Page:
The Whitechapel Bell Foundry is the UK's oldest manufacturing company and it has occupied its East London premises since 1738. However, it has been established in the Whitechapel area since 1570. Some of the world's most famous bells were produced here including Big Ben, the original Liberty Bell, the clock bells at St Paul's Cathederal and the bells of Westminster Abbey. The names of the Master founders were cast into the surface of Whitechapel bells on different dates, the first Master was Robert Chamberlain of Aldgate in 1420 and the last Alan and Kathryn Hughes in 1997. Prior to 1574 the sign of the three bells was often cast to indicate it was a Whitechapel (or Aldgate) bell.
The Hughes family have owned the foundry since 1904 and in April 2017 Alan and Kathryn Hughes posted an announcement on the Bell Foundry's website saying "We have taken a difficult decision in deciding to sell the site, but we are very pleased that the protection of its features will be assured by its Grade II Listing and that the sale has been made to a buyer who is committed to respecting this historic status and bringing the buildings back into good repair." See link to their full announcement here. Raycliff Capital is the company who purchased the bell foundry.
The foundry closed on 12 June 2018 after nearly 450 years of bell making and 250 years at its Whitechapel site. Once the building had been sold the final bell cast was given to the Museum of London along with other artifacts used in the manufacturing process.
Shortly before the Foundry closed I visited the workers who were on their lunch break. They had worked at the Bell Foundry their whole working lives and many of their father's and their father's fathers had worked there too. It was a very sad occasion for them all as not only would their jobs be lost, their family's history connected to the foundry would come to an end too. They said that they would have liked to have been asked if they wanted to purchase the foundry but they were not given the chance. The foundry is a lot more than a manufacturing hub to these men, they are skilled in a unique trade which is part of their individual family histories.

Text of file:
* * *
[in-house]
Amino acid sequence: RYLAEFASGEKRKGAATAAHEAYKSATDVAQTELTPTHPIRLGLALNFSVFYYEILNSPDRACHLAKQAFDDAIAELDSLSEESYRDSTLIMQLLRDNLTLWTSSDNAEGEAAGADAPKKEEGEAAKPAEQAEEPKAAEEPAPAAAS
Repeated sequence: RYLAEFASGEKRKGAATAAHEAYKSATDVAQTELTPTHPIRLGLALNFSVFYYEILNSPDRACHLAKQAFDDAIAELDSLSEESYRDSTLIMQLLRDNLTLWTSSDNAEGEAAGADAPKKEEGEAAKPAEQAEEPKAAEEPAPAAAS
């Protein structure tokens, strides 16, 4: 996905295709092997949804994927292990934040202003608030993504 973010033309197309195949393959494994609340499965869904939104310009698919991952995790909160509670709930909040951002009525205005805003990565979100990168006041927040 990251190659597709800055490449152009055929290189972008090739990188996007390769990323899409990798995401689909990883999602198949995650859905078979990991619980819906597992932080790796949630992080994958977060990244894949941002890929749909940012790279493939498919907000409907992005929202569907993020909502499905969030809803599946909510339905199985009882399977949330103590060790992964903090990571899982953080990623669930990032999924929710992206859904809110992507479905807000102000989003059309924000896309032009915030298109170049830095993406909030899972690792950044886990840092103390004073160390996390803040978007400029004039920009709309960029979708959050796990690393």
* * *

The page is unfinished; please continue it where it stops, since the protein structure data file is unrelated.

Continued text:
The Liberty Bell (above) was presented at the Bell Foundry on 6 July 1976 by Her Majesty Queen Elizabeth II on behalf of the British people to the United States of America on the occasion of their 200th anniversary.
The cast for the Big Ben bell above.
Plans of the present day foundry above and the changing plans through the centuries below.
Raycliff Capital have released their plans setting out the future development of the site showing that they wish to turn it into a bell themed boutique hotel (see vision picture below).
The East End Preservation Society presented a petition to Tower Hamlets Council, Mayor of London and the Minister of Culture, Media and Sport objecting to the change of use of the foundry. If you wish to object please:
(1) sign the petition, click here
(2) you can also send a letter of objection, via email quoting application reference PA/19/00008/A1.
1. use your own words and add your own personal reasons for opposing the development
2. Give your full name and postal address. You do not need to be a resident of Tower Hamlets or the UK to register a comment but unless you give your postal address your objection will not be registered.
3. Be sure to state clearly that you are OBJECTING to Raycliff Capital’s application.
4. Point out the ‘OPTIMUM VIABLE USE’ for the Whitechapel Bell Foundry is as a foundry not a boutique hotel.
5. Emphasise that you want it to continue as a foundry and there is a viable proposal to deliver this.
6. Ask the council refuse Raycliff Capital’s application for change of use from foundry to hotel.
If you prefer to send a letter the address is Town Planning, Town Hall, Mulberry Place, 5 Clove Crescent, London, E14 2BG. Please pass this information to your friends and family, the more people who object, the better chance we have of saving the Whitechapel Bell Foundry. Thank you!